Let’s make something very clear from the jump, shall we?
Whatever time you can find during your day to work out – take it.
It’s one thing to have a discussion about what’s optimal, and when your mood and returns will be peaked – but it’s another thing entirely to have a practical decision about actually getting to the gym and doing the work.
Working out in the morning.
This is my preference and the preference of most of my clients.
Working out in the morning doesn’t give you a chance to talk yourself out of training. When I was a teacher, I’d be looking forward to my evening session, and by the time we made it to lunch I was looking for excuses not to go. I’d spend the afternoon in a battle of should I/shouldn’t I? Total waste of mental energy.
For lots of people, working out might be the biggest barrier in their day. It might make them nervous to go, they may need some confidence to attend. If you’ve done the hardest thing in your day first, the rest of your day will be easier. If you’re a little nervous about the gym, the earlier you go, the quieter it is.
My 6am squad say that they’ve done the hardest part of their day and are home and showering by a little after 7am. Imagine rocking up to work knowing that you’ve done the hardest thing you said you were going to do already, and after work all your evening is your own. Pyjamas by 6pm? Yes please.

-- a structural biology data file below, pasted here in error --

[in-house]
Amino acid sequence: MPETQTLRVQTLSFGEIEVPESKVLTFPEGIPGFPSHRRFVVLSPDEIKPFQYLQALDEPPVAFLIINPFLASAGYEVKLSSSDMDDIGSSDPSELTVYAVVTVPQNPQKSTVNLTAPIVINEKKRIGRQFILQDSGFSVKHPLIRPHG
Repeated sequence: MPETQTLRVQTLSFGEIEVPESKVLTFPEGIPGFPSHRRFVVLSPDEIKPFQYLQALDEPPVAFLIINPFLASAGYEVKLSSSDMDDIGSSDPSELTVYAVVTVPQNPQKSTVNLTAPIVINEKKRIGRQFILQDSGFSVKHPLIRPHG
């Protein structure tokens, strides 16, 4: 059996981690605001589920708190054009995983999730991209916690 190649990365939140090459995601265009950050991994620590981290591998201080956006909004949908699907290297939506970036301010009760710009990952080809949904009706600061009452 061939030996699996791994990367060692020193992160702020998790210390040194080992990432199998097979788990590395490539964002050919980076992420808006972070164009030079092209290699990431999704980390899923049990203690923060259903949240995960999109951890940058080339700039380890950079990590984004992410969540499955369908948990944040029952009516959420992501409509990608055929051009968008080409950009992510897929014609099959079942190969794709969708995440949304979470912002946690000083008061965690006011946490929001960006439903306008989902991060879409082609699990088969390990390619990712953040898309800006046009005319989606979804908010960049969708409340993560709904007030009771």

You will probably be training fasted – having eaten nothing yet that morning. This isn’t a problem, but if you’ve been training in the evening and now you’re trying out the mornings, you might need to adjust your expectations, especially with regard to strength.
Besides, once your feet are on the floor, you feel okay. Sure, that alarm is a little early but the boost to your productivity and mental focus for the rest of the day is worth it.
Working out in the evening.
If you just can’t bring yourself to train first thing, and you can only make it after work, you’ve got some benefits too.
You’ll have had a chance to properly wake up – and be well fuelled, on at least one and possibly two meals. That means you’re likely to be stronger, and more alert than the morning folks.
The gym is busier, often with instructor led classes at this time. This is a great opportunity to socialise with friends, get a trusted spotter, or even make the most of your membership with a group fitness class.
Evening workouts are usually a little less rushed – you’re not clock watching to get to work. You can take your time, and plan your post work out meal around your training – a really practical benefit.
There’s something quite cosy about getting showered after the gym, putting your sweaty kit in the wash and getting straight into pyjamas. I am mildly preoccupied with pyjamas.
However, exercising in the evening can mean a later night getting to bed. I always felt energised after a workout, and so I might go to sleep later if training after 6pm.
There’s research to support the idea of intentionally timing your most important behaviours. If this interests you, Daniel H. Pink wrote an excellent book, “When” about this, which discusses how highly important tasks shouldn’t be left until the afternoon as mood as well as cognitive function dips. There’s another book called “Eat That Frog” by Brain Tracy about tackling the most challenging aspects of your day straight away, and not waiting or warming up to them with other, lower value tasks.
To conclude; get your work out done. When you do it is less important than the fact that you’ve done it. Morning and evening people are likely to disagree about when the “best” time to workout is. Try both and see what works better for your lifestyle.